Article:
Patients with migraine who are unable to continue preventive procedures such as onabotulinumtoxinA injections during the COVID-19 pandemic may be at risk of worsening migraine, according to an article published March 30 in Headache. To address this scenario, including monoclonal antibodies against calcitonin gene-related peptide (CGRP) or the CGRP receptor, the authors said.
“This is a particularly vulnerable time for individuals with migraine and other disabling headache disorders, with many physical and mental stressors, increased anxiety, and changes in daily routine which may serve as triggering factors for worsening headache,” said lead author Christina L. Szperka, MD, director of the pediatric headache program at Children’s Hospital of Philadelphia, and colleagues.
The authors described potential treatment regimens based on their experience as headache specialists and the experiences of their colleagues. For acute therapy options, NSAIDs, triptans, and neuroleptics may be used in combination when needed. Medications within the same drug category should not be combined, however, and triptans, dihydroergotamine, and lasmiditan should not be coadministered within 24 hours. Since the 2015 American Headache Society guideline for the acute treatment of migraine, the Food and Drug Administration has approved additional acute migraine medications, including ubrogepant, rimegepant, and lasmiditan, the authors said. The agency also cleared several neuromodulation devices for the acute treatment of migraine.
Although few drugs have been studied as treatments for unusually prolonged severe headaches, headache doctors often recommend NSAIDs before patients seek care at an emergency department or infusion center, the authors said. NSAID options include indomethacin, ketorolac, naproxen, nabumetone, diclofenac, and mefenamic acid. Neuroleptics also may be used. “Long-acting triptan medications can be used as bridge therapies, as is often done in the treatment of menstrually related migraine or in the treatment of medication overuse headache,” they said. “We propose a similar strategy can be trialed as a therapeutic option for refractory or persistent migraine.”
The authors also described the use of antiepileptics and corticosteroids, as well as drugs that may treat specific symptoms, such as difficulty sleeping (hydroxyzine or amitriptyline), neck or muscle pain (tizanidine), and aura with migraine (magnesium). Clinicians should avoid the use of opioids and butalbital, they said.
“While the injection of onabotulinumtoxinA is an effective treatment for chronic migraine, the procedure can put the patient and the provider at higher risk of COVID-19 given the close contact encounter,” wrote Dr. Szperka and colleagues. “We believe that other migraine preventive treatments should be utilized first when possible.” Since the publication of a guideline on preventive migraine therapies in 2012, the FDA has approved additional preventive therapies, including the anti-CGRP monoclonal antibodies erenumab‐aooe, galcanezumab‐gnlm, fremanezumab‐vfrm, and eptinezumab‐jjmr. “The first three are intended for self‐injection at home, with detailed instructions available for each product on its website,” they said.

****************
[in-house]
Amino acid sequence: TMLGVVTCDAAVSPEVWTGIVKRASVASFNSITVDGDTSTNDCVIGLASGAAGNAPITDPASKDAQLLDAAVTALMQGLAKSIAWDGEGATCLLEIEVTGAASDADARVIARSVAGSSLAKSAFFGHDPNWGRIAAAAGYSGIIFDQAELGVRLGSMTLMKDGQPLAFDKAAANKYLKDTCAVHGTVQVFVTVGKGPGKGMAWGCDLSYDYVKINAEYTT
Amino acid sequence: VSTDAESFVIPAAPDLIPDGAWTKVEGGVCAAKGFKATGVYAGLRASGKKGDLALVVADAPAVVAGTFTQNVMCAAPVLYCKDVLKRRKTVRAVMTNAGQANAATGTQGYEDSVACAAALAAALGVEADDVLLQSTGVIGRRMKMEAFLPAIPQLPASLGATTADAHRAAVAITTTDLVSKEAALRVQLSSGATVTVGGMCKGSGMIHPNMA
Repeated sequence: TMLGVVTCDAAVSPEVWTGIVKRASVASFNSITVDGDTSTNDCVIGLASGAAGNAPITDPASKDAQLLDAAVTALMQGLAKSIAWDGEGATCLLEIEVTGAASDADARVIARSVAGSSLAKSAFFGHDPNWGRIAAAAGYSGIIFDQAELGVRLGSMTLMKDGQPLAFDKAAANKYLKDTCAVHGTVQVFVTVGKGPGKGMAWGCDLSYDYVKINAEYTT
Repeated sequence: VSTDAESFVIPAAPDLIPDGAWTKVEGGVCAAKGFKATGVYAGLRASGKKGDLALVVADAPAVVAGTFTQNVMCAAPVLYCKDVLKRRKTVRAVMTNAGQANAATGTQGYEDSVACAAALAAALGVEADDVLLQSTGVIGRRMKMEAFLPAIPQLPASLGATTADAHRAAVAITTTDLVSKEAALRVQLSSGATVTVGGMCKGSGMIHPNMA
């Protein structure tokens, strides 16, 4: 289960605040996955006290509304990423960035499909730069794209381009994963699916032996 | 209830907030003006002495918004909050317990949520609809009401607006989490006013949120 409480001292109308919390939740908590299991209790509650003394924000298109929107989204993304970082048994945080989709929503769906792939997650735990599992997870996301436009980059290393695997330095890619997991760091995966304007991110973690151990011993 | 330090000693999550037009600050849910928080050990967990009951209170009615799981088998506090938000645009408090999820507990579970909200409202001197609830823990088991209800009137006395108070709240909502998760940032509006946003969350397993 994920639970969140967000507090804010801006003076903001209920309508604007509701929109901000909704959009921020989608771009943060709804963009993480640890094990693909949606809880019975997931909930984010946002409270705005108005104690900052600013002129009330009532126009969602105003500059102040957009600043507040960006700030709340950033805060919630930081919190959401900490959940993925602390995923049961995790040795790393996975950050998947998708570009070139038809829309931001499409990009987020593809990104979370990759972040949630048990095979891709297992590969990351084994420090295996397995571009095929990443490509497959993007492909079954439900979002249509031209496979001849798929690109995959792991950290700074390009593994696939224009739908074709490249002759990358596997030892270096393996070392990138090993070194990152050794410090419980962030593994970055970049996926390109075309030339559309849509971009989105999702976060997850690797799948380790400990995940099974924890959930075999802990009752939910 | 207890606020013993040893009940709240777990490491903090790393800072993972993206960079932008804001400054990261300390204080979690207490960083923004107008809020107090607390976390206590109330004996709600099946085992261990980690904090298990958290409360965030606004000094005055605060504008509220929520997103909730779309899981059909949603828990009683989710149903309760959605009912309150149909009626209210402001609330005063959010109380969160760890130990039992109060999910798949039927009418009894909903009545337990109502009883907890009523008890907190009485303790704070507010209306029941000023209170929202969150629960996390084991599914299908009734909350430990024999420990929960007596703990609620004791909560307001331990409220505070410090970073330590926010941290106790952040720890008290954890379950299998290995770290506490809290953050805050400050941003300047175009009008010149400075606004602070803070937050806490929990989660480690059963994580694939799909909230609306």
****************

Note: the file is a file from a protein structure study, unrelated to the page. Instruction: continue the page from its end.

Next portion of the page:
Among angiotensin‐converting enzyme (ACE) inhibitors or angiotensin receptor blockers (ARBs), candesartan has evidence of efficacy and tolerability in migraine prevention. Lisinopril has been considered possibly effective. “There has been recent concern in the media about the possibility of these medications interfering with the body’s response to COVID‐19,” the authors said, although this theoretical concern was not based on experimental or clinical data. “For patients in need of a new preventive therapy, the potential for benefit with an ACE/ARB must be weighed against the theoretical increased risk of infection.”
In addition, studies indicate that melatonin may prevent migraine with few side effects and that zonisamide may be effective in patients who have an inadequate response to or experience side effects with topiramate.
Policy changes and telehealth options
Effectively treating patients with migraine during the pandemic requires policy changes, according to the authors. “Migraine preventive prior authorization restrictions need to be lifted for evidence‐based, FDA‐approved therapies; patients need to be able to access these medications quickly and easily. Patients should not be required to fail older medications,” they said. “Similarly, in order to permit the transition of patients from onabotulinumtoxinA to anti‐CGRP [monoclonal antibodies], insurers should remove the prohibition against simultaneous coverage of these drug classes.” Insurers also should loosen restrictions on the off-label use of acute and preventive medication for adolescents, Dr. Szperka and coauthors suggest.
“In the era of COVID‐19, telehealth has become an essential modality for most headache specialists, given the need for providers to take significant precautions for both their patients and themselves, limiting touch or close contact,” they said. Patients with headache may warrant additional screening for COVID-19 as well. “As headache has been reported as an early symptom of COVID‐19, patients with worsening or new onset severe headache should be reviewed for exposure risk and any other symptoms which may be consistent with COVID‐19 infection,” the authors said.
There was no direct funding for the report. Dr. Szperka and a coauthor receive salary support from the National Institutes of Health. Dr. Szperka also has received grant support from Pfizer, and her institution has received compensation for her consulting work for Allergan. Several coauthors disclosed consulting and serving on speakers’ bureaus for and receiving research support from various pharmaceutical companies.
SOURCE: Szperka CL et al. Headache. 2020 Mar 30. doi: 10.1111/head.13810.